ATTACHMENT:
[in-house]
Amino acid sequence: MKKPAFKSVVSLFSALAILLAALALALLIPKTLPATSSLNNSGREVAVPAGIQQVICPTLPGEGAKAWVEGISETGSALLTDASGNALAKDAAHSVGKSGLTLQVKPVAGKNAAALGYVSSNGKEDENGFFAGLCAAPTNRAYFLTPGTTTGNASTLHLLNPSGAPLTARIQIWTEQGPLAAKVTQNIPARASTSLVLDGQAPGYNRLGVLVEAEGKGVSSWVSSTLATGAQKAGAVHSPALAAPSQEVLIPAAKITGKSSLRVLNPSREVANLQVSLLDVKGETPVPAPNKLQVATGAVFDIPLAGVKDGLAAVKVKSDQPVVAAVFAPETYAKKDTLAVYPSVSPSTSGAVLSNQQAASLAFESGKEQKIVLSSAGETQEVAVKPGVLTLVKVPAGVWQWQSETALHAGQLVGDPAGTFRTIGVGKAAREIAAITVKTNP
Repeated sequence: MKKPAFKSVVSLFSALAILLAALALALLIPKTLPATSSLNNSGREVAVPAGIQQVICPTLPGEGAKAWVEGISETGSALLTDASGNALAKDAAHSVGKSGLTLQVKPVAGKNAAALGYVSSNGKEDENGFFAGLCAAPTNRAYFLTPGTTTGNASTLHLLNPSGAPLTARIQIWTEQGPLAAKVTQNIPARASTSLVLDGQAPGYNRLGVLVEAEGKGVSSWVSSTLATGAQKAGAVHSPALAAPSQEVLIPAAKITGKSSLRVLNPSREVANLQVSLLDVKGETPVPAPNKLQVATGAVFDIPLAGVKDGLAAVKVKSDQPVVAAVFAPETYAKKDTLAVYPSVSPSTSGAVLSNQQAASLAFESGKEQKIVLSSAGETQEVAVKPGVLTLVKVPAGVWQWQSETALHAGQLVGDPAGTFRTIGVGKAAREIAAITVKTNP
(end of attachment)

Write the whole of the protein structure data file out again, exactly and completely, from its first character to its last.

[in-house]
Amino acid sequence: MKKPAFKSVVSLFSALAILLAALALALLIPKTLPATSSLNNSGREVAVPAGIQQVICPTLPGEGAKAWVEGISETGSALLTDASGNALAKDAAHSVGKSGLTLQVKPVAGKNAAALGYVSSNGKEDENGFFAGLCAAPTNRAYFLTPGTTTGNASTLHLLNPSGAPLTARIQIWTEQGPLAAKVTQNIPARASTSLVLDGQAPGYNRLGVLVEAEGKGVSSWVSSTLATGAQKAGAVHSPALAAPSQEVLIPAAKITGKSSLRVLNPSREVANLQVSLLDVKGETPVPAPNKLQVATGAVFDIPLAGVKDGLAAVKVKSDQPVVAAVFAPETYAKKDTLAVYPSVSPSTSGAVLSNQQAASLAFESGKEQKIVLSSAGETQEVAVKPGVLTLVKVPAGVWQWQSETALHAGQLVGDPAGTFRTIGVGKAAREIAAITVKTNP
Repeated sequence: MKKPAFKSVVSLFSALAILLAALALALLIPKTLPATSSLNNSGREVAVPAGIQQVICPTLPGEGAKAWVEGISETGSALLTDASGNALAKDAAHSVGKSGLTLQVKPVAGKNAAALGYVSSNGKEDENGFFAGLCAAPTNRAYFLTPGTTTGNASTLHLLNPSGAPLTARIQIWTEQGPLAAKVTQNIPARASTSLVLDGQAPGYNRLGVLVEAEGKGVSSWVSSTLATGAQKAGAVHSPALAAPSQEVLIPAAKITGKSSLRVLNPSREVANLQVSLLDVKGETPVPAPNKLQVATGAVFDIPLAGVKDGLAAVKVKSDQPVVAAVFAPETYAKKDTLAVYPSVSPSTSGAVLSNQQAASLAFESGKEQKIVLSSAGETQEVAVKPGVLTLVKVPAGVWQWQSETALHAGQLVGDPAGTFRTIGVGKAAREIAAITVKTNP